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Republic of the Philippines

SUPREME COURT
Manila

EN BANC

G.R. No. L-23127 April 29, 1971

FRANCISCO SERRANO DE AGBAYANI, plaintiff-appellee,


vs.
PHILIPPINE NATIONAL BANK and THE PROVINCIAL SHERIFF OF PANGASINAN, defendants, PHILIPPINE NATIONAL
BANK, defendant-appellant.

Dionisio E. Moya for plaintiff-appellee.

Ramon B. de los Reyes for defendant-appellant.

FERNANDO, J.:

A correct appreciation of the controlling doctrine as to the effect, if any, to be attached to a statute subsequently
adjudged invalid, is decisive of this appeal from a lower court decision. Plaintiff Francisco Serrano de Agbayani,
now appellee, was able to obtain a favorable judgment in her suit against defendant, now appellant Philippine
National Bank, permanently enjoining the other defendant, the Provincial Sheriff of Pangasinan, from proceeding
with an extra-judicial foreclosure sale of land belonging to plaintiff mortgaged to appellant Bank to secure a loan
declared no longer enforceable, the prescriptive period having lapsed. There was thus a failure to sustain the
defense raised by appellant that if the moratorium under an Executive Order and later an Act subsequently found
unconstitutional were to be counted in the computation, then the right to foreclose the mortgage was still
subsisting. In arriving at such a conclusion, the lower court manifested a tenacious adherence to the inflexible view
that an unconstitutional act is not a law, creating no rights and imposing no duties, and thus as inoperative as if it
had never been. It was oblivious to the force of the principle adopted by this Court that while a statute's
repugnancy to the fundamental law deprives it of its character as a juridical norm, its having been operative prior
to its being nullified is a fact that is not devoid of legal consequences. As will hereafter be explained, such a failing
of the lower court resulted in an erroneous decision. We find for appellant Philippine National Bank, and we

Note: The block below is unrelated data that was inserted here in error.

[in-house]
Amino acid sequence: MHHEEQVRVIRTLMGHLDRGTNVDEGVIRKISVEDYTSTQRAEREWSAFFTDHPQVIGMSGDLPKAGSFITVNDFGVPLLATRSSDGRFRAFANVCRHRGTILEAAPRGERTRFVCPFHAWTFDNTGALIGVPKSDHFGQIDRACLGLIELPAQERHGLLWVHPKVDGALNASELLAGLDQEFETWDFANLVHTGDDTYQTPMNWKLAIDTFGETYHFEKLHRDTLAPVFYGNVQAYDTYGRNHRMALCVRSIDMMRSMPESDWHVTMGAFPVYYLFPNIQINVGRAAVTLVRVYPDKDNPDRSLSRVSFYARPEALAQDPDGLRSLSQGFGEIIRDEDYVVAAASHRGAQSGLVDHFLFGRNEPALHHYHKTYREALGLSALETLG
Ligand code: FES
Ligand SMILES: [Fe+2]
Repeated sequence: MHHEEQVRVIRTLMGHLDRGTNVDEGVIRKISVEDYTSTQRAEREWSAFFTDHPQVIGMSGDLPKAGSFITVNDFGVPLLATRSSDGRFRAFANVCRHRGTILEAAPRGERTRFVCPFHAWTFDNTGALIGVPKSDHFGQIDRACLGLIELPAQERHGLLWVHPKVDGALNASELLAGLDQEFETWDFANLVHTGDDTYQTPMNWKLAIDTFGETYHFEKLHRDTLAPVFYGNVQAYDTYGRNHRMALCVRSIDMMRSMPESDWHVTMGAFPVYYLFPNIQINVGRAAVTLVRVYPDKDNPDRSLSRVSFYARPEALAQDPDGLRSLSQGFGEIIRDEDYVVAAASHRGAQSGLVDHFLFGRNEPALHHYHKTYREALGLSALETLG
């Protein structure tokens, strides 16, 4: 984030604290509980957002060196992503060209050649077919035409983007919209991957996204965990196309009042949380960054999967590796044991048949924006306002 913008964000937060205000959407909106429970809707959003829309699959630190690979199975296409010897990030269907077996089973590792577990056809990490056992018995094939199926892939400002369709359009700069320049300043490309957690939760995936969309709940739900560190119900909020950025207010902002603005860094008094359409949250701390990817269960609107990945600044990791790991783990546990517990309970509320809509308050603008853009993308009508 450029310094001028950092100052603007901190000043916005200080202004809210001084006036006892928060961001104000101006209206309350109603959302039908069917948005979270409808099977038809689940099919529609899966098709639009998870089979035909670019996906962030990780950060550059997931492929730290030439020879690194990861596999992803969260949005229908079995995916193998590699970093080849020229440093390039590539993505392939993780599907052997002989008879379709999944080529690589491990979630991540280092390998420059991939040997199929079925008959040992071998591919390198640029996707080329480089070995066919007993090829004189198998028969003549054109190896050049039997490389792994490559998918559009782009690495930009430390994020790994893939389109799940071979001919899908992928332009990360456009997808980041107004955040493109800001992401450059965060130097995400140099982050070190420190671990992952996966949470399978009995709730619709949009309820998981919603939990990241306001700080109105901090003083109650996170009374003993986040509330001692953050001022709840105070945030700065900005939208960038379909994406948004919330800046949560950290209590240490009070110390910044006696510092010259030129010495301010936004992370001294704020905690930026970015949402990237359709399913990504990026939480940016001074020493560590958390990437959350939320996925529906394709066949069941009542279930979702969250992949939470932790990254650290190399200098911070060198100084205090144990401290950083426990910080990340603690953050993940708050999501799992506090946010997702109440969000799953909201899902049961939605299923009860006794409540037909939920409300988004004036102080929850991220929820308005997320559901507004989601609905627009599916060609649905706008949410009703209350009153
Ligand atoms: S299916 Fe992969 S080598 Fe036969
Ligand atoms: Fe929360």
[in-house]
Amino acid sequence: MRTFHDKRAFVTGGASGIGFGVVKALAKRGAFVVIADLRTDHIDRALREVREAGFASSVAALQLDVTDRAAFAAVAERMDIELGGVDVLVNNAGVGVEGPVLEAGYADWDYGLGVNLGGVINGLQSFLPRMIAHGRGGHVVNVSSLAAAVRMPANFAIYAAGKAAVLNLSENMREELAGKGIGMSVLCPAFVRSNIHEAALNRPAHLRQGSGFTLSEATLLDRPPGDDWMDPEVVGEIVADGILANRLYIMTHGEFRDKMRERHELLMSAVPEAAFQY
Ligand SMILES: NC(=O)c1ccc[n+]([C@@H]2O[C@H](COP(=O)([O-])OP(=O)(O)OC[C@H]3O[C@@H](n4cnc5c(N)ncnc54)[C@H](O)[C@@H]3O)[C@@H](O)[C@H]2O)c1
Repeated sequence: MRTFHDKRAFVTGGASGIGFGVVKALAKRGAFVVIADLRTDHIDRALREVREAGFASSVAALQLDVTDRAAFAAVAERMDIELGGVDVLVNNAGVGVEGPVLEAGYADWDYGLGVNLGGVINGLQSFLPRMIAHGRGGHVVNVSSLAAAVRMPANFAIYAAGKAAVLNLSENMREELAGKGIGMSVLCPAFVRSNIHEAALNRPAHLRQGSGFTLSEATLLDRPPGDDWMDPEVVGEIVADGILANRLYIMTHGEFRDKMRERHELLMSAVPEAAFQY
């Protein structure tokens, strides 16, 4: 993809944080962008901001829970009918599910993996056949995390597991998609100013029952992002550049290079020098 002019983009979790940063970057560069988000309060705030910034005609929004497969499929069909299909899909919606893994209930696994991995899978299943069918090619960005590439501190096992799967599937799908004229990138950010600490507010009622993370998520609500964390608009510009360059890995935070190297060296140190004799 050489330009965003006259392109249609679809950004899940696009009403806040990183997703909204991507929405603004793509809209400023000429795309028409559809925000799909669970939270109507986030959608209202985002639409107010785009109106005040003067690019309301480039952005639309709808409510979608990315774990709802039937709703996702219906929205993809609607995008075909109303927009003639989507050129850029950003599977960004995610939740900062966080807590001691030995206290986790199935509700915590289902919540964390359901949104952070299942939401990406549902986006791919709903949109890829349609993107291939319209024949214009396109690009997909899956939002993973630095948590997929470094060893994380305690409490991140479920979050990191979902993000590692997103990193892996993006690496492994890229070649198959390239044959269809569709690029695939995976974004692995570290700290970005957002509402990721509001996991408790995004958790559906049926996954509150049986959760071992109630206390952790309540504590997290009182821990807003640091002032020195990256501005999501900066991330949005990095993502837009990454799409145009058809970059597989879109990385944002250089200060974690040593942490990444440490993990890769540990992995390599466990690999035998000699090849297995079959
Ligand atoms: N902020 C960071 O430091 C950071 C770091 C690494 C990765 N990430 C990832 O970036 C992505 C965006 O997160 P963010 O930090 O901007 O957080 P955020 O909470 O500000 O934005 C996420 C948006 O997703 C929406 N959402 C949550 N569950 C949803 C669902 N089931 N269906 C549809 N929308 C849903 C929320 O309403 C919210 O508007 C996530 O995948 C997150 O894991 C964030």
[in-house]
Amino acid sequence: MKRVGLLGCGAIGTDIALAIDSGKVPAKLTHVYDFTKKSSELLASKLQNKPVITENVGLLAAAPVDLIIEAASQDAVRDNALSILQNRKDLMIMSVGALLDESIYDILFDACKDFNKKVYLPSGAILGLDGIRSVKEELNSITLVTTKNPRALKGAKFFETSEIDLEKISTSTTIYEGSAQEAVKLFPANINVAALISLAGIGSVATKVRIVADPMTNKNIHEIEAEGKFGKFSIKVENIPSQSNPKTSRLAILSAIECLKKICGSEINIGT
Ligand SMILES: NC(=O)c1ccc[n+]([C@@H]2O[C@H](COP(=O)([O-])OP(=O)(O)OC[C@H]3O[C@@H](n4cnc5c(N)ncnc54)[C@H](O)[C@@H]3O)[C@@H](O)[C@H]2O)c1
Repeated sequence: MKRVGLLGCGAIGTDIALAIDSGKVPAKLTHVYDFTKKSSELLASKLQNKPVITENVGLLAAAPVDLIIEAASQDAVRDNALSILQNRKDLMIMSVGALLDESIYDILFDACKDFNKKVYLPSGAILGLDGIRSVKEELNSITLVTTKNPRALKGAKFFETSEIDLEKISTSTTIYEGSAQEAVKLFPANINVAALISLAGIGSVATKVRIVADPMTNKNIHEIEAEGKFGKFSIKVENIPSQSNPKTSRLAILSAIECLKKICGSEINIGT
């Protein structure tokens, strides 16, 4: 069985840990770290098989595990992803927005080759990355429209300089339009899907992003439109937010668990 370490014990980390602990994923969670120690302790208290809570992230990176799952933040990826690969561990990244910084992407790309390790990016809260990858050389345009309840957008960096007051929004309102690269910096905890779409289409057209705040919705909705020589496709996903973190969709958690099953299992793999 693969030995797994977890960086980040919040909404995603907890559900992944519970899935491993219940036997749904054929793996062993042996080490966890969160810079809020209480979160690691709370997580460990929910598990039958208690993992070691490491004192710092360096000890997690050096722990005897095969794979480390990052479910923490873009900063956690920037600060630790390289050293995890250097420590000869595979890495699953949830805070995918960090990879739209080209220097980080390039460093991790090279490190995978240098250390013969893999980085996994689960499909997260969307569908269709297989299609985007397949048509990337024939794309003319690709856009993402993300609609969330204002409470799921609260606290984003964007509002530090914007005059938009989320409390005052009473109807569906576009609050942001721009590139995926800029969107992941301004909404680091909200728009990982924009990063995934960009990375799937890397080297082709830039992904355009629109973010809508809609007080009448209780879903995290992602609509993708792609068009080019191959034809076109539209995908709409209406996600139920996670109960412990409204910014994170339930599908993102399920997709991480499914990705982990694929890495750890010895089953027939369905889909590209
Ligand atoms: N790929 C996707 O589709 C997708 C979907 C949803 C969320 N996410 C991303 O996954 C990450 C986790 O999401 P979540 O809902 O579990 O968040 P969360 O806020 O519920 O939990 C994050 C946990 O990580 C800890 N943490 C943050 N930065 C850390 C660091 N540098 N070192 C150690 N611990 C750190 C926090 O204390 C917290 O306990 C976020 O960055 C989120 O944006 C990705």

reverse.

There is no dispute as to the facts. Plaintiff obtained the loan in the amount of P450.00 from defendant Bank dated
July 19, 1939, maturing on July 19, 1944, secured by real estate mortgage duly registered covering property
described in T.C.T. No. 11275 of the province of Pangasinan. As of November 27, 1959, the balance due on said
loan was in the amount of P1,294.00. As early as July 13 of the same year, defendant instituted extra-judicial
foreclosure proceedings in the office of defendant Provincial Sheriff of Pangasinan for the recovery of the balance
of the loan remaining unpaid. Plaintiff countered with his suit against both defendants on August 10, 1959, her
main allegation being that the mortgage sought to be foreclosed had long prescribed, fifteen years having elapsed
from the date of maturity, July 19, 1944. She sought and was able to obtain a writ of preliminary injunction against
defendant Provincial Sheriff, which was made permanent in the decision now on appeal. Defendant Bank in its
answer prayed for the dismissal of the suit as even on plaintiff's own theory the defense of prescription would not
be available if the period from March 10, 1945, when Executive Order No. 32 1 was issued, to July 26, 1948, when
the subsequent legislative act 2 extending the period of moratorium was declared invalid, were to be deducted
from the computation of the time during which the bank took no legal steps for the recovery of the loan. As noted,
the lower court did not find such contention persuasive and decided the suit in favor of plaintiff.

Hence this appeal, which, as made clear at the outset, possesses merit, there being a failure on the part of the
lower court to adhere to the applicable constitutional doctrine as to the effect to be given to a statute
subsequently declared invalid.

1. The decision now on appeal reflects the orthodox view that an unconstitutional act, for that matter an executive
order or a municipal ordinance likewise suffering from that infirmity, cannot be the source of any legal rights or